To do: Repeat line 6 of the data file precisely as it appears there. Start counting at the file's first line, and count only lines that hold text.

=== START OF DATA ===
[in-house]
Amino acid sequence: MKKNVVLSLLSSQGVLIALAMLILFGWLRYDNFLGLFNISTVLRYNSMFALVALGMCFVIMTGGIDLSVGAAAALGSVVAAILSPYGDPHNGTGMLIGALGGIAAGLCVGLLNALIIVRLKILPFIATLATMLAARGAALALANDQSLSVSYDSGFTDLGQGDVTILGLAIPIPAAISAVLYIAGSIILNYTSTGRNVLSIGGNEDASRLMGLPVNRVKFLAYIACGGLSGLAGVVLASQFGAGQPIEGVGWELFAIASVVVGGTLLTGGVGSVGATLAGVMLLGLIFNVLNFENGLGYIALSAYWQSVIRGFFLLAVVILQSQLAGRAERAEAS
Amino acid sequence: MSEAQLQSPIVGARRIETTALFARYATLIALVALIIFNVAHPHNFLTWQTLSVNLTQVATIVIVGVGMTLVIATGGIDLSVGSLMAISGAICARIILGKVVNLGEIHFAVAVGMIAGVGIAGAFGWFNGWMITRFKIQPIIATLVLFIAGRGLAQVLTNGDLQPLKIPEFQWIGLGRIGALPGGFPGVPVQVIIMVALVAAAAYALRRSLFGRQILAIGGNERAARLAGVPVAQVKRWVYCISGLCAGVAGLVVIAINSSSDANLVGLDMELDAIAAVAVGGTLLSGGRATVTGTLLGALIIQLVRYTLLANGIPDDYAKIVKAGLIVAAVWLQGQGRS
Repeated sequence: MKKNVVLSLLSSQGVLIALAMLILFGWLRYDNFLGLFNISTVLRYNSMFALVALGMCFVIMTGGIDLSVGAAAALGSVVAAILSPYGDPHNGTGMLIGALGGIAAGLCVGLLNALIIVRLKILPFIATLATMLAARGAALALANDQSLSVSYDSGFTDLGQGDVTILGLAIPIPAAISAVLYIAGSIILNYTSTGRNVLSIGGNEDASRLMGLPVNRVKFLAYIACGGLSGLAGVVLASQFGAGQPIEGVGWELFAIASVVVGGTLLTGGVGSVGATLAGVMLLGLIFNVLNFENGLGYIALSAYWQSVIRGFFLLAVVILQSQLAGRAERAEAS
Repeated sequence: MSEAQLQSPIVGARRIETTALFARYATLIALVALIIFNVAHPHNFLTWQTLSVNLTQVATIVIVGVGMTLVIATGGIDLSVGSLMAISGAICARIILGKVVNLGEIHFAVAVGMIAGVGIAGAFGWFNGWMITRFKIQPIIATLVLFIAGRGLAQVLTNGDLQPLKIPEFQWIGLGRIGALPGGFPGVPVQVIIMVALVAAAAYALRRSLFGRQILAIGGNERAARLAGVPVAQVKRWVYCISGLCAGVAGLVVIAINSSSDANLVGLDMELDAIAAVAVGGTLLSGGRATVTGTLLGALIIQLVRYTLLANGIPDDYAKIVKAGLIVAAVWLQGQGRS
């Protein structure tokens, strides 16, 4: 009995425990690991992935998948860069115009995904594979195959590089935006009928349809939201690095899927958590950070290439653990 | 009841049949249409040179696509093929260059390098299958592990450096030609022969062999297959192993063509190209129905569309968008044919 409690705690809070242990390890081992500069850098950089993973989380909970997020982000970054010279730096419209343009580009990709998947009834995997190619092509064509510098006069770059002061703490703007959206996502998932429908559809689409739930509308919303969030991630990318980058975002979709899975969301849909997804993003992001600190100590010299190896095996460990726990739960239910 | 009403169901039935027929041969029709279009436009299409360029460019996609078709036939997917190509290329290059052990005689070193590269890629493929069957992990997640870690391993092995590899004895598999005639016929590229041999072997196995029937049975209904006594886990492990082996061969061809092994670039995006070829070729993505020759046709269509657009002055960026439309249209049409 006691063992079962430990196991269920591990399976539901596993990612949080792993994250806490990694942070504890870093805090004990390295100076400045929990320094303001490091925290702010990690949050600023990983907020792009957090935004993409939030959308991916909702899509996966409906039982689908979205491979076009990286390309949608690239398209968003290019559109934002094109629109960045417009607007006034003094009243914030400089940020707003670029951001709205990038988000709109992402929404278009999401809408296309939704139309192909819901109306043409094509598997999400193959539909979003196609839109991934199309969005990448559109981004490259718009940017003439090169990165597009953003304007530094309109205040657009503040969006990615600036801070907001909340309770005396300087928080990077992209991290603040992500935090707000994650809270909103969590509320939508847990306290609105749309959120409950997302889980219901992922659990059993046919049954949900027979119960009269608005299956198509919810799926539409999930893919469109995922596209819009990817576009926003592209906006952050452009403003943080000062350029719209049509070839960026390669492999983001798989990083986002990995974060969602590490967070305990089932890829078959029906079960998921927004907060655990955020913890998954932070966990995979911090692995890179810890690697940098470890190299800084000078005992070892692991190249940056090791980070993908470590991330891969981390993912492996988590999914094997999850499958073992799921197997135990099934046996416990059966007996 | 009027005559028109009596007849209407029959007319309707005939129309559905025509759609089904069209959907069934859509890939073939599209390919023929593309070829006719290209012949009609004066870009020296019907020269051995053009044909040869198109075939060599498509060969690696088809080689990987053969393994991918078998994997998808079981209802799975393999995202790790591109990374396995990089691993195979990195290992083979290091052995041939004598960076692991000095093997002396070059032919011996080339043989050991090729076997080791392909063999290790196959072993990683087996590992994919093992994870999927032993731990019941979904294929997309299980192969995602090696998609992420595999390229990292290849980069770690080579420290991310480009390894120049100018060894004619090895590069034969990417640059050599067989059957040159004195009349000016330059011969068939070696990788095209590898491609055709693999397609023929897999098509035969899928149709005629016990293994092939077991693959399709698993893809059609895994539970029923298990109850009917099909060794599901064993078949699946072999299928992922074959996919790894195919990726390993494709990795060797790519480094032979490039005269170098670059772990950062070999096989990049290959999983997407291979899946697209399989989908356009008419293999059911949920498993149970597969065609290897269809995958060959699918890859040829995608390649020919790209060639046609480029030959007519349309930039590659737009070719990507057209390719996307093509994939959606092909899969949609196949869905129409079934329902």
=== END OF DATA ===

């Protein structure tokens, strides 16, 4: 009995425990690991992935998948860069115009995904594979195959590089935006009928349809939201690095899927958590950070290439653990 | 009841049949249409040179696509093929260059390098299958592990450096030609022969062999297959192993063509190209129905569309968008044919 409690705690809070242990390890081992500069850098950089993973989380909970997020982000970054010279730096419209343009580009990709998947009834995997190619092509064509510098006069770059002061703490703007959206996502998932429908559809689409739930509308919303969030991630990318980058975002979709899975969301849909997804993003992001600190100590010299190896095996460990726990739960239910 | 009403169901039935027929041969029709279009436009299409360029460019996609078709036939997917190509290329290059052990005689070193590269890629493929069957992990997640870690391993092995590899004895598999005639016929590229041999072997196995029937049975209904006594886990492990082996061969061809092994670039995006070829070729993505020759046709269509657009002055960026439309249209049409 006691063992079962430990196991269920591990399976539901596993990612949080792993994250806490990694942070504890870093805090004990390295100076400045929990320094303001490091925290702010990690949050600023990983907020792009957090935004993409939030959308991916909702899509996966409906039982689908979205491979076009990286390309949608690239398209968003290019559109934002094109629109960045417009607007006034003094009243914030400089940020707003670029951001709205990038988000709109992402929404278009999401809408296309939704139309192909819901109306043409094509598997999400193959539909979003196609839109991934199309969005990448559109981004490259718009940017003439090169990165597009953003304007530094309109205040657009503040969006990615600036801070907001909340309770005396300087928080990077992209991290603040992500935090707000994650809270909103969590509320939508847990306290609105749309959120409950997302889980219901992922659990059993046919049954949900027979119960009269608005299956198509919810799926539409999930893919469109995922596209819009990817576009926003592209906006952050452009403003943080000062350029719209049509070839960026390669492999983001798989990083986002990995974060969602590490967070305990089932890829078959029906079960998921927004907060655990955020913890998954932070966990995979911090692995890179810890690697940098470890190299800084000078005992070892692991190249940056090791980070993908470590991330891969981390993912492996988590999914094997999850499958073992799921197997135990099934046996416990059966007996 | 009027005559028109009596007849209407029959007319309707005939129309559905025509759609089904069209959907069934859509890939073939599209390919023929593309070829006719290209012949009609004066870009020296019907020269051995053009044909040869198109075939060599498509060969690696088809080689990987053969393994991918078998994997998808079981209802799975393999995202790790591109990374396995990089691993195979990195290992083979290091052995041939004598960076692991000095093997002396070059032919011996080339043989050991090729076997080791392909063999290790196959072993990683087996590992994919093992994870999927032993731990019941979904294929997309299980192969995602090696998609992420595999390229990292290849980069770690080579420290991310480009390894120049100018060894004619090895590069034969990417640059050599067989059957040159004195009349000016330059011969068939070696990788095209590898491609055709693999397609023929897999098509035969899928149709005629016990293994092939077991693959399709698993893809059609895994539970029923298990109850009917099909060794599901064993078949699946072999299928992922074959996919790894195919990726390993494709990795060797790519480094032979490039005269170098670059772990950062070999096989990049290959999983997407291979899946697209399989989908356009008419293999059911949920498993149970597969065609290897269809995958060959699918890859040829995608390649020919790209060639046609480029030959007519349309930039590659737009070719990507057209390719996307093509994939959606092909899969949609196949869905129409079934329902």